Friday, September 16, 2011

Sharp Stuff

Pointy things, why you should have them, and which ones you should have.
          The most defining characteristic of The Chef is that it’s flexible, and adaptable.  Anyone can become a Chef through the careful application of kitchen knives and/or samurai swords.  Essentially speaking, so long as it has a blade, you can use almost anything to put together your own undead re-murdering kit.  It should be made clear though that there are two types of blades; the kind that have reach, and the kind that (applied incorrectly) will get you killed. 
          For example, when Aunt Jennie is coming at you with Uncle Bob’s intestines falling from her mouth, and covered from head to 60’s mini-skirt in blood and zombie juice, you don’t want to get any closer to her than you have to (you never wanted to in the first place, but it’s especially more so now).  In this specific case, you do not want to be armed with a chipped Miracle Blade left over from when your mom was on her telemarketer kick.  You want something with reach.  Meaning a fire ax, a chopping ax, a throwing ax, a freaking hatchet, etc.  Reach means not only that you’ll be able to keep Aunt Jennie back, but also that each strike will have a reasonable amount of momentum behind it.  Momentum means force, and force means cutting power, and cutting power means Aunt Jennie’s double chin’s gonna become single real fast.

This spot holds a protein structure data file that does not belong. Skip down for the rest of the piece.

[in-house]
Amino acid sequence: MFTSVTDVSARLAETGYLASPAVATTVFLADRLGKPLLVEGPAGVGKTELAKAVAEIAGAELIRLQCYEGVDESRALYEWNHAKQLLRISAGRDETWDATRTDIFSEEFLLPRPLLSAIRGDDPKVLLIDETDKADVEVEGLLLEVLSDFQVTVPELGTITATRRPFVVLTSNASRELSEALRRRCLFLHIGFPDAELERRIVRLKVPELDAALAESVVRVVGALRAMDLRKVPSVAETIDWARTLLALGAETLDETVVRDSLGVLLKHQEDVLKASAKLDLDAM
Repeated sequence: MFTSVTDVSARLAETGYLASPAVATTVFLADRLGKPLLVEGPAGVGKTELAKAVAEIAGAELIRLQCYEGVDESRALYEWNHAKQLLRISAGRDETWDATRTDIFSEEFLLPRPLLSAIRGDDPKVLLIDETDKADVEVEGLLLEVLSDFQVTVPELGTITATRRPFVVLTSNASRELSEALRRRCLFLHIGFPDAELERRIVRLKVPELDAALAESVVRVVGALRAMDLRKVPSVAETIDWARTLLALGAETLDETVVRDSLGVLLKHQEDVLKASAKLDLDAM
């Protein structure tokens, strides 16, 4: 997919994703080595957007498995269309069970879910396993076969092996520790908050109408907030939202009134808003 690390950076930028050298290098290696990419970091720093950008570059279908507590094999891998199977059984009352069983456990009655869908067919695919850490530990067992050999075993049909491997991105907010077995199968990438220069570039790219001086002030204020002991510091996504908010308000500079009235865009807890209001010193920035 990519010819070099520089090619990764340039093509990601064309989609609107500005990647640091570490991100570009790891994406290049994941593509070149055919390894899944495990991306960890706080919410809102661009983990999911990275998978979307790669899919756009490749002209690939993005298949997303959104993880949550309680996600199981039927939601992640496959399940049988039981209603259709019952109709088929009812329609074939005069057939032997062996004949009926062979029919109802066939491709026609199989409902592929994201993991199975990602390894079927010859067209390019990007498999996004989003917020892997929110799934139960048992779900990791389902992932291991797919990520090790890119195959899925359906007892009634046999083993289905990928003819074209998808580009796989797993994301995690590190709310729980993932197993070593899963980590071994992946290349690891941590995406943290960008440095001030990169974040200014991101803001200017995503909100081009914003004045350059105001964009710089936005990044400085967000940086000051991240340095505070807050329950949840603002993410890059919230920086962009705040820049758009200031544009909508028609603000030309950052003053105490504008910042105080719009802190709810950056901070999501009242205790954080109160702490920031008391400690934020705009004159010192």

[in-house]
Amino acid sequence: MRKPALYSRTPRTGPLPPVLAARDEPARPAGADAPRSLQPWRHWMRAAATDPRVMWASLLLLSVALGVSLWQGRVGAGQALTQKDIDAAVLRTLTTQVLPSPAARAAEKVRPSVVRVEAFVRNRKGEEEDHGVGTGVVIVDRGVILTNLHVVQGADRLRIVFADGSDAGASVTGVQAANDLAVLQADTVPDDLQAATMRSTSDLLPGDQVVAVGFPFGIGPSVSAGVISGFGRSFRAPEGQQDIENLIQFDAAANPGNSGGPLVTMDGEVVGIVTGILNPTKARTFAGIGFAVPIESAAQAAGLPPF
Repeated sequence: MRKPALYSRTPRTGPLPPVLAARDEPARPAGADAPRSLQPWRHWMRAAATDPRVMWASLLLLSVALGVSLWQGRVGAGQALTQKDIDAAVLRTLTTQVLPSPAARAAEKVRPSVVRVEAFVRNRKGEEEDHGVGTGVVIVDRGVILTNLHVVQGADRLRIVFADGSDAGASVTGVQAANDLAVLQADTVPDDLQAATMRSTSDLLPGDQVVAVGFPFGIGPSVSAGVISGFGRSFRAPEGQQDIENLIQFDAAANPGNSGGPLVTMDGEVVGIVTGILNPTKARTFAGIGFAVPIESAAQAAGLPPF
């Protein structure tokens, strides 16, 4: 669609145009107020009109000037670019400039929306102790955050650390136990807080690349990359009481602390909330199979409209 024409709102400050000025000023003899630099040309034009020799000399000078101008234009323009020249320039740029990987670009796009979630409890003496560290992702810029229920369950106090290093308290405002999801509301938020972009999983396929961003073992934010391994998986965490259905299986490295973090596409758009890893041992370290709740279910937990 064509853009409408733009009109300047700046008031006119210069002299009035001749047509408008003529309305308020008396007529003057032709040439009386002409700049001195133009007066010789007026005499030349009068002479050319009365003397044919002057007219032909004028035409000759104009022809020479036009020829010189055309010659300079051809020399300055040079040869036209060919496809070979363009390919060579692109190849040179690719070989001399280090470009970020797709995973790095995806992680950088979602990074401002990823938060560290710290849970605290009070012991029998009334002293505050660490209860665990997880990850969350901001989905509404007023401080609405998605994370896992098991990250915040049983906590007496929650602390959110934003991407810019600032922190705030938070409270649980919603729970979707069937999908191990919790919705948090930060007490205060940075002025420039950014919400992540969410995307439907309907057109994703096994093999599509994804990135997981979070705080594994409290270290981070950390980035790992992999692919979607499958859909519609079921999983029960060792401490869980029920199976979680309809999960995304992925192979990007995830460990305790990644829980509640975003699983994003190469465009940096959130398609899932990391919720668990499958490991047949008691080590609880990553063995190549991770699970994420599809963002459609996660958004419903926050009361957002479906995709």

However, one shouldn’t rely on being able to constantly go medieval on the undead, because we all know that there will be times when six foot tall claymores (more on them later) will not be as effective as your 1 ½ foot long machete.  Say you’re in an elevator at your local library, and Sally Sue, branch manager, is stuck in there with you.  Now she’s trying to eat your brain, and naturally, being a sane, normal, uninfected survivor, that’s the last thing you want.  If you had a three foot long fire ax in the elevator with you, it’s gonna be difficult to swing that thing around hard enough to finish things before they finish you.  It’s for reasons like that to be prudent and logical about your choice of weaponry.  If you’re going to be fighting in broom closets and small hallways, than you might not want to be carrying that katana around.  If you’re fighting in your local state park, by all means, bring the katana.  If you’re fighting in both kinds of environments, bring everything, preparation is key.

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